Conflict can give rise to violence but also to creativity. In the 1690s, French fairy-tale writers imagined through their fairy tales ideal resolutions to political conflict (Louis XIV’s absolutism), as well as conflict in conceptions of gender and marriage practices. The German tale tradition was transformed by the migration of French Huguenots to Germanic territories after the Revocation of the Edict of Nantes in 1685, which prohibited the practice of Protestantism in France. The German Grimm Brothers drew from the tale tradition to create a cohesive notion of Germanic traditions and to contest French domination in the nineteenth century. Postcolonial writers such as Salman Rushdie, Patrick Chamoiseau, Nalo Hopkinson, and Sofia Samatar draw from wonder tale traditions in ways that disrupt Western narrative traditions. And multimedia storytelling that dips both into history and the fantastic has advanced decolonial and social justice projects. These are only a few examples of the ways in which authors think with stories in times of conflict.
With this conference we hope to bring fairy-tale scholars together to reflect upon the genre in relation to questions that include but are not limited to: migrants and migration in different geographical locations and historical periods; political and social upheaval; and transformations with an eye to alternative futures. One of our goals is to encourage a dialogue between creative and scholarly thinking with wonder tales in times of conflict.
The conference will consist of plenary talks, workshops, panels with papers, and roundtables.
This conference will take place at Wayne State University in Detroit, MI, August 2-5, 2017.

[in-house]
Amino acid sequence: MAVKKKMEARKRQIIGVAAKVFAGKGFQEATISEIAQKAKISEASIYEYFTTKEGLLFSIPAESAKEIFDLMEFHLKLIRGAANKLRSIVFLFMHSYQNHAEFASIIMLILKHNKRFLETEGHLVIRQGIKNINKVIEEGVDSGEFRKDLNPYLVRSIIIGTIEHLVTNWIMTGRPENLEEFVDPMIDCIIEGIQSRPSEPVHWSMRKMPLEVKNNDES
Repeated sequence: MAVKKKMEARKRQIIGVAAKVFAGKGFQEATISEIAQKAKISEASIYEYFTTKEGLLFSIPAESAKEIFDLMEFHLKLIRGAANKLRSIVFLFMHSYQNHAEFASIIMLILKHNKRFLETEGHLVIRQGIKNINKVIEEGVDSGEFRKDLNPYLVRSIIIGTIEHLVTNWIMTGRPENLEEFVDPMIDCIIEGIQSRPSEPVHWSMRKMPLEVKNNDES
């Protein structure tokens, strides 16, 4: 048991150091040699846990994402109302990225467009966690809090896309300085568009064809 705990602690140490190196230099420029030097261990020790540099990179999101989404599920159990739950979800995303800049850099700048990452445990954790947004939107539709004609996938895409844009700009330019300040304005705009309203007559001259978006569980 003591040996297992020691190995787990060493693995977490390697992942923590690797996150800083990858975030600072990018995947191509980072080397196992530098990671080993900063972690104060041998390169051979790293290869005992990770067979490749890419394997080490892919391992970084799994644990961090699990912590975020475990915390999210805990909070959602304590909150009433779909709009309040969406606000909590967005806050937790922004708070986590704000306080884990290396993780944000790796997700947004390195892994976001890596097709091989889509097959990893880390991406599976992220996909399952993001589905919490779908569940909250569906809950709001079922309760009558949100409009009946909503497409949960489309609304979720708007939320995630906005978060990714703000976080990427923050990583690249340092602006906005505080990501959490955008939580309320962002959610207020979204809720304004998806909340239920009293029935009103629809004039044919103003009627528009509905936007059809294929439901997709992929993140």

Plenary Speakers and Workshop Leaders include Pauline Greenhill, Dan Taulapapa McMullin, Veronica Schanoes, Kay Turner, Jack Zipes, and more to be confirmed.
Deadline for Abstracts: January 10, 2017.
Papers for panels: Please send us a 300-word abstract along with your institutional affiliation for papers of no more than 20 minutes.
Roundtables: If you would like to propose a roundtable, please include a 150-word abstract of the topic and a list of participants with their institutional affiliations; each presentation by roundtable participants should be no more than 10 minutes.
Please send abstracts to: Cristina Bacchilega (cbacchi at hawaii dot edu) and Anne Duggan (a dot duggan at wayne dot edu)
Acceptances by February 15, 2017.
Tuesday, September 6, 2016
Today is National Read a Book Day! So what book do you want to read today? Over the holiday weekend, I craved some comfort reading with all of the ongoing personal stress right now and found myself returning to Jane Eyre for the umpity-umpth time. The book has changed for me over the decades as I have changed, but I don't grow weary of it as I have with many other books that will remain nameless here today. Bonus that Jane Eyre counts as fairy tale reading for me with the overt Bluebeard references, too.
Jane Eyre and Jane Austen, comfort reads forever, I think. And on a related side note, if you haven't seen Love and Friendship yet, well, it's now available on DVD as well as streaming. Excellent movie!
So what fairy tale or folklore related title do you hope to read today? My stack is to the virtual rafters with little time allotted for fun reading today, so I think I may choose to read the book I've been hording for over a month, Beauty and the Beast by by Mahlon F. Craft (Author) and Kinuko Y. Craft (Illustrator). I've already seen most of the illustrations from the Beauty and the Beast 2017 Fairy Tale Wall Calendar, but I haven't read the book and explored all of the illustrations yet.
From National Day Calendar site:
NATIONAL READ A BOOK DAY
National Read A Book Day is observed annually on September 6th. On August 9th, we all celebrated National Book Lovers Day. While these bookish days may seem similar, National Read a Book Day invites us ALL to grab a book we might enjoy and spend the day reading.
Don’t keep it to yourself. Share the experience! Read aloud either to children or to grandparents. Read to your pets or to your stuffed animals and plants.
Reading improves memory and concentration as well as reduces stress. Older adults who spend time reading show a slower cognitive decline and tend to participate in more mentally stimulating activities over their lifetime. Books are an inexpensive entertainment, education and time machine, too!
HOW TO OBSERVE
Sit back, relax and read a book. Use #ReadABookDay to post on social media.